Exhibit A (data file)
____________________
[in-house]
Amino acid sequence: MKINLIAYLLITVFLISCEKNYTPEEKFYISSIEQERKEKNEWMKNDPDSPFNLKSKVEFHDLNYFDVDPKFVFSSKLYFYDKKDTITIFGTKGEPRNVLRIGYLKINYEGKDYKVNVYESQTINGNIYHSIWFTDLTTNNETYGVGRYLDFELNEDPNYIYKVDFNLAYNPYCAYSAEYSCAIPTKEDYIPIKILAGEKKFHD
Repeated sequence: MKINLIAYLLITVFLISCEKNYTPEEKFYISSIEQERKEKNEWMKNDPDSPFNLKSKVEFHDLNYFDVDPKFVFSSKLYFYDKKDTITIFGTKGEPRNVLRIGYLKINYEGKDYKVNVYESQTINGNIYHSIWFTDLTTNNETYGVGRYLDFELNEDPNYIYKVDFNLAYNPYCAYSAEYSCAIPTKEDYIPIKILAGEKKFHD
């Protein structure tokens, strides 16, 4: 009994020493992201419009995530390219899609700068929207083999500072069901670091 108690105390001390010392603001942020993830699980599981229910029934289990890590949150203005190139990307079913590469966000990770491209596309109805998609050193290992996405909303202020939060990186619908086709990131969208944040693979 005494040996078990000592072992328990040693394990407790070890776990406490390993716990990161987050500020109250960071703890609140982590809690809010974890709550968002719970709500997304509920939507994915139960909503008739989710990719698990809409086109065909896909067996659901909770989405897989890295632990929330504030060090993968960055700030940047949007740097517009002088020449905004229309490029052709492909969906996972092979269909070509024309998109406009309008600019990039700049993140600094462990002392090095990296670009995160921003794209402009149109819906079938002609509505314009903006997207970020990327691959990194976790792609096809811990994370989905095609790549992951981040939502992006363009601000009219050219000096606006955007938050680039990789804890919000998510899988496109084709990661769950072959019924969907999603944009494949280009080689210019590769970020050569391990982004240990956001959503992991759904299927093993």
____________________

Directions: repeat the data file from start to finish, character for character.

[in-house]
Amino acid sequence: MKINLIAYLLITVFLISCEKNYTPEEKFYISSIEQERKEKNEWMKNDPDSPFNLKSKVEFHDLNYFDVDPKFVFSSKLYFYDKKDTITIFGTKGEPRNVLRIGYLKINYEGKDYKVNVYESQTINGNIYHSIWFTDLTTNNETYGVGRYLDFELNEDPNYIYKVDFNLAYNPYCAYSAEYSCAIPTKEDYIPIKILAGEKKFHD
Repeated sequence: MKINLIAYLLITVFLISCEKNYTPEEKFYISSIEQERKEKNEWMKNDPDSPFNLKSKVEFHDLNYFDVDPKFVFSSKLYFYDKKDTITIFGTKGEPRNVLRIGYLKINYEGKDYKVNVYESQTINGNIYHSIWFTDLTTNNETYGVGRYLDFELNEDPNYIYKVDFNLAYNPYCAYSAEYSCAIPTKEDYIPIKILAGEKKFHD
């Protein structure tokens, strides 16, 4: 009994020493992201419009995530390219899609700068929207083999500072069901670091 108690105390001390010392603001942020993830699980599981229910029934289990890590949150203005190139990307079913590469966000990770491209596309109805998609050193290992996405909303202020939060990186619908086709990131969208944040693979 005494040996078990000592072992328990040693394990407790070890776990406490390993716990990161987050500020109250960071703890609140982590809690809010974890709550968002719970709500997304509920939507994915139960909503008739989710990719698990809409086109065909896909067996659901909770989405897989890295632990929330504030060090993968960055700030940047949007740097517009002088020449905004229309490029052709492909969906996972092979269909070509024309998109406009309008600019990039700049993140600094462990002392090095990296670009995160921003794209402009149109819906079938002609509505314009903006997207970020990327691959990194976790792609096809811990994370989905095609790549992951981040939502992006363009601000009219050219000096606006955007938050680039990789804890919000998510899988496109084709990661769950072959019924969907999603944009494949280009080689210019590769970020050569391990982004240990956001959503992991759904299927093993």